Self-plagiarism: reasons and motivations for academic plagiarism or text recycling

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Betzy Zeytel Llerena Cajigas, Jose Luis Arias Gonzáles, Gregorio Arroyo Japura, Crisostomo Quispe Sota, Jose Omar García Tarazona, Gloria Irene Suaña Muñoz, Roxana Cruz Chuyma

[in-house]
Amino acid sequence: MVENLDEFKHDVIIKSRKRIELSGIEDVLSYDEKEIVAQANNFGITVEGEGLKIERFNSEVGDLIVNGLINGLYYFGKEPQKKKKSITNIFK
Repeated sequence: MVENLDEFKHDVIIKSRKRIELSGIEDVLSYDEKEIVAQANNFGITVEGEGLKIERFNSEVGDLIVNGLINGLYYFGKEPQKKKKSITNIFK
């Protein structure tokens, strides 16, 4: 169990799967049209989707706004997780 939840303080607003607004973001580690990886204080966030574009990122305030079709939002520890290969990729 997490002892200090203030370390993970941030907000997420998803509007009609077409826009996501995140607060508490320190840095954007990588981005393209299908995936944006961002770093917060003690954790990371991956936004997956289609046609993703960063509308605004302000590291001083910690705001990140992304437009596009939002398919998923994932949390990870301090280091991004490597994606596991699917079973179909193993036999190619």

Text recycling, sometimes known as "self-plagiarism," is a controversial kind of academic misconduct that has emerged as a new approach to manipulating the scientific incentive system. Many issues about text recycling have only been partially resolved, and there is still a lot of ambiguity. “While the terms of fair text re-use have been clarified as a result of this case, the scope and reasons of improper text recycling are still unknown.” We evaluated the degree of “problematic text recycling in four scientific areas: biochemistry and molecular biology, economics, history, and psychology, to get a better understanding of its prevalence.” We also looked at some of the possible reasons and motivations for writers to recycle their content by putting existing assumptions about the causes of text recycling to the test in the academic literature. To that goal, “950 journal articles were analyzed using the Turnitin plagiarism detection program, and the findings were then manually interpreted.” We saw a lot of “problematic text recycling, especially in economics and psychology, and it became evident that the degree of text recycling varied a lot across study fields.” Furthermore, we discovered that highly prolific writers are more inclined to recycle their work. Furthermore, “the study indicates how the prevalence of problematic text recycling is affected by the number of authors and the accessibility” of editing methods.

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